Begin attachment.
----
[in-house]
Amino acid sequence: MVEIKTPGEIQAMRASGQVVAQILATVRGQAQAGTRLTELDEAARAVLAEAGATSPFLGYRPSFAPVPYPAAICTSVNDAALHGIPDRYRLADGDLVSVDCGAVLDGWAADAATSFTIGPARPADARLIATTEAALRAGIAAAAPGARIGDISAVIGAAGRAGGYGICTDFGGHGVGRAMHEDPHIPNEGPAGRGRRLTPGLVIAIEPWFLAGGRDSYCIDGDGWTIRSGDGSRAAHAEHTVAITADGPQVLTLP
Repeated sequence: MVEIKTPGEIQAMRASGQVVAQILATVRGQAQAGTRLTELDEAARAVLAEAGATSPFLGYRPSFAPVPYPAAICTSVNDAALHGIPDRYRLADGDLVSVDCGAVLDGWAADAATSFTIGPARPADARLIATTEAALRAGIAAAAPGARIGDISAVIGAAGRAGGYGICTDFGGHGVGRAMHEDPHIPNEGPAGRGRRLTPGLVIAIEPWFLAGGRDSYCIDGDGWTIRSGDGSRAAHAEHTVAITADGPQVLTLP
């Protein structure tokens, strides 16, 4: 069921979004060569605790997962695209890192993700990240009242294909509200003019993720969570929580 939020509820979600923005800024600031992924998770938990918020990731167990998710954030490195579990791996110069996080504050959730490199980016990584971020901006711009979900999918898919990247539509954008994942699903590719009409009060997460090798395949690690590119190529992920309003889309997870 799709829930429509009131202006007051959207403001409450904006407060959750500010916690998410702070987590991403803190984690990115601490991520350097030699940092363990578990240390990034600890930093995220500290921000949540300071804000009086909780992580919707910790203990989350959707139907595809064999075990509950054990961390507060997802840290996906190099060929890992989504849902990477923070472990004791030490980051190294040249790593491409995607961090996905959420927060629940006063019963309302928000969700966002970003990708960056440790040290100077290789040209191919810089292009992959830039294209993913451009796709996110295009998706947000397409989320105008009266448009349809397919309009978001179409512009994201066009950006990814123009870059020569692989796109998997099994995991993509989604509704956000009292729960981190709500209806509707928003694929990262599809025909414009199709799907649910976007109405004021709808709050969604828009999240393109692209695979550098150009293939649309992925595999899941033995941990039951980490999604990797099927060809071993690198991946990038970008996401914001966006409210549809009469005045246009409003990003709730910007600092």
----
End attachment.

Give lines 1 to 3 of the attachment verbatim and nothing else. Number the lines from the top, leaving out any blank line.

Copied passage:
[in-house]
Amino acid sequence: MVEIKTPGEIQAMRASGQVVAQILATVRGQAQAGTRLTELDEAARAVLAEAGATSPFLGYRPSFAPVPYPAAICTSVNDAALHGIPDRYRLADGDLVSVDCGAVLDGWAADAATSFTIGPARPADARLIATTEAALRAGIAAAAPGARIGDISAVIGAAGRAGGYGICTDFGGHGVGRAMHEDPHIPNEGPAGRGRRLTPGLVIAIEPWFLAGGRDSYCIDGDGWTIRSGDGSRAAHAEHTVAITADGPQVLTLP
Repeated sequence: MVEIKTPGEIQAMRASGQVVAQILATVRGQAQAGTRLTELDEAARAVLAEAGATSPFLGYRPSFAPVPYPAAICTSVNDAALHGIPDRYRLADGDLVSVDCGAVLDGWAADAATSFTIGPARPADARLIATTEAALRAGIAAAAPGARIGDISAVIGAAGRAGGYGICTDFGGHGVGRAMHEDPHIPNEGPAGRGRRLTPGLVIAIEPWFLAGGRDSYCIDGDGWTIRSGDGSRAAHAEHTVAITADGPQVLTLP